C.S. Lewis, one of the most prolific writers of the 20th century, is widely known for his children’s book series, the Chronicles of Narnia. His philosophical treatises on objective morality in “The Abolition of Man,” and the nature of temptation in “The Screwtape Letters” have also gained him great notoriety. Many are familiar with him as a Christian theologian and writer, but the 1998 “The Narnia Cookbook,” compiled by Lewis’ youngest stepson Douglas Gresham and publisher Mary Kate Morgan, explores Lewis’ other profound love: food.
Whether or not you’ve read the entire seven volume Chronicles of Narnia, or only seen the 2005 movie “The Lion, the Witch, and the Wardrobe,” you’re probably familiar with Edmund Pevensie’s obsession with Turkish Delight. In Douglas Gresham’s “The Narnia Cookbook,” you can learn how to make the delicious delicacy, and enjoy it without betraying your friends.
Keeping in line with the book series’ recommended audience, Gresham advertises the book to kids ages eight and up.
In Gresham’s foreword, he discusses C.S. Lewis —“Jack” — and his experience in the kitchen. Many of Jack’s favorite dishes came from “The Book of Household Management,” a widely-used cookbook that contained a few thousand recipes. “The Narnia Cookbook” is a nostalgic undertaking, harkening back to Gresham’s childhood, and revealing some of the foods he and Jack enjoyed.
The 115-page cookbook is divided into six main sections: Breakfast, Lunch, Afternoon Tea, Dinner, Dessert, and Drinks. The last subsection, titled “Some Favorite Narnian Menus,” presents several examples of meals, such as, “Tea With Mr. Tumnus,” using combinations of recipes from the main sections.
Each section begins with a preface briefly describing the etymology of the meal, and its significance in our world versus the world of Narnia. In the Dinner section, the author describes how dinner was the most significant meal at Jack’s house, The Kilns, and was “served at seven in the evening and could be either a very simple meal or an elaborate feast, depending on the occasion.” At the closing of the Dinner preface, Grisham invites the reader to have his own Narnian Dinner party with friends.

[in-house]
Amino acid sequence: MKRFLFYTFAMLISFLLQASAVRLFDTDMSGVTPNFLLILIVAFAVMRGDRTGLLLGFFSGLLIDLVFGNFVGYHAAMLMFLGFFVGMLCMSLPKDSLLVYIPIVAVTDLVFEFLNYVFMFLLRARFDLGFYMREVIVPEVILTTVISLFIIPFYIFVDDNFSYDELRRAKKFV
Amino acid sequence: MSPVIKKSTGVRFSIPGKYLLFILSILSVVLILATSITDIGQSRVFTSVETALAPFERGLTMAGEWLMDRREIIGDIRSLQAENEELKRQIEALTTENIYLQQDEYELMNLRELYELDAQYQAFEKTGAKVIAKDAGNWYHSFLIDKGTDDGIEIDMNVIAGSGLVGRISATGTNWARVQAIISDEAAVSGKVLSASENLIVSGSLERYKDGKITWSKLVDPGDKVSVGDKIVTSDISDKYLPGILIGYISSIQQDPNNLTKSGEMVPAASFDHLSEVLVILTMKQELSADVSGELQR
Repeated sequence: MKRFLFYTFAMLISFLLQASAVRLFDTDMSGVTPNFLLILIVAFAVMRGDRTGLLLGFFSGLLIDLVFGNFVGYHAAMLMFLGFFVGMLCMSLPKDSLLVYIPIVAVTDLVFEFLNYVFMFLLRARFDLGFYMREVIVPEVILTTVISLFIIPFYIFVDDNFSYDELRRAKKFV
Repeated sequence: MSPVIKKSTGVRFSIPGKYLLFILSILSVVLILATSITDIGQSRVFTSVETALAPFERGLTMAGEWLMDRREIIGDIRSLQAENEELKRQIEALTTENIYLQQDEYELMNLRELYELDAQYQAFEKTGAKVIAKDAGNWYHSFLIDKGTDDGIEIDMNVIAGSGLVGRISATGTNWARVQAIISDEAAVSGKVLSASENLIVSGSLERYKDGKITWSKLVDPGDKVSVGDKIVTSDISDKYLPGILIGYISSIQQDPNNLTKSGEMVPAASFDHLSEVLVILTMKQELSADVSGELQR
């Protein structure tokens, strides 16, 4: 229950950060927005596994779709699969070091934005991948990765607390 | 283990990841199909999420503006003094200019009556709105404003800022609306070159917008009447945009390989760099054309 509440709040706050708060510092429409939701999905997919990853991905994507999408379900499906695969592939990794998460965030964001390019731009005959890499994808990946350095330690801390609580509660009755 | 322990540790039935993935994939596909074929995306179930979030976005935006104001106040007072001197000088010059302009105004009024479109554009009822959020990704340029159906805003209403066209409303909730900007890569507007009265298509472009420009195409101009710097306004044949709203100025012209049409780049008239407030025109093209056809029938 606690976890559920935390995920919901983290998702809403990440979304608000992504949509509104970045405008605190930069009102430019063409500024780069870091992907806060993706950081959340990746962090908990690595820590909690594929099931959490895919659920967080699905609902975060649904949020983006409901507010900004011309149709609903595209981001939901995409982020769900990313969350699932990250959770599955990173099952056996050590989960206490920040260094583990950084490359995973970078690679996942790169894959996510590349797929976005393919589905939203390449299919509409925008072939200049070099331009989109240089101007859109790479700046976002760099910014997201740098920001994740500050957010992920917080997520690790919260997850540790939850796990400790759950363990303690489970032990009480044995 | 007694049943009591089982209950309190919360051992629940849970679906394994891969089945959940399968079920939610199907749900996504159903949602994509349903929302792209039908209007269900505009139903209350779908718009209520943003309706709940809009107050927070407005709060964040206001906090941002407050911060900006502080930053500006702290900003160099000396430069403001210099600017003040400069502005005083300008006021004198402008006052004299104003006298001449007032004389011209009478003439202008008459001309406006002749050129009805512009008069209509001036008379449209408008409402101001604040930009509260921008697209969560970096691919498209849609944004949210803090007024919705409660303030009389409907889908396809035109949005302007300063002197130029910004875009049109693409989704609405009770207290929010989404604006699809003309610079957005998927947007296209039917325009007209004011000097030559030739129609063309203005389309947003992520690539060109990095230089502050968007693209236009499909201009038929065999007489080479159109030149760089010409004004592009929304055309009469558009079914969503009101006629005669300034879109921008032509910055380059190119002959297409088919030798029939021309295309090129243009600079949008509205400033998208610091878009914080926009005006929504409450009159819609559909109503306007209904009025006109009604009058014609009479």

Besides Edmund’s Turkish Delight, the book presents a lot of basic, traditionally English recipes, such as buttered eggs and roast chestnuts, as well as more difficult dishes like mincemeat pies (a traditional Christmas dessert in England) and ginger fig pudding. Perhaps the most exotic dish is the stewed eel, the dish that Puddleglum first made for Eustace and Jill in “The Silver Chair.”
Rather than photos of the food, the Narnia cookbook features original artwork by Pauline Baynes, also the original artist for the Narnia series. Her drawings add color to the description of the recipes, and help situate the food in its context in the land of Narnia.
Virtually the only downside of the cookbook is acquiring it. It is unclear why the book is no longer in print, but the large demand from Narnia devotees has made it difficult to find the cookbook online for under $85. A economical option would be the $2.99 Kindle version on Amazon, though this puts those who prefer the page to a screen in a predicament.
Grisham captures Jack’s love of food and friends early on in the cookbook.
“He enjoyed nothing more than a fine dinner in the company of people whom he liked and respected and with whom he could enjoy good conversation,” Grisham said.
As such, the cookbook presents many simple recipes that children, or adults with little cooking experience, can easily create and enjoy with others, and be transported back to the magical land of Narnia — no wardrobe necessary.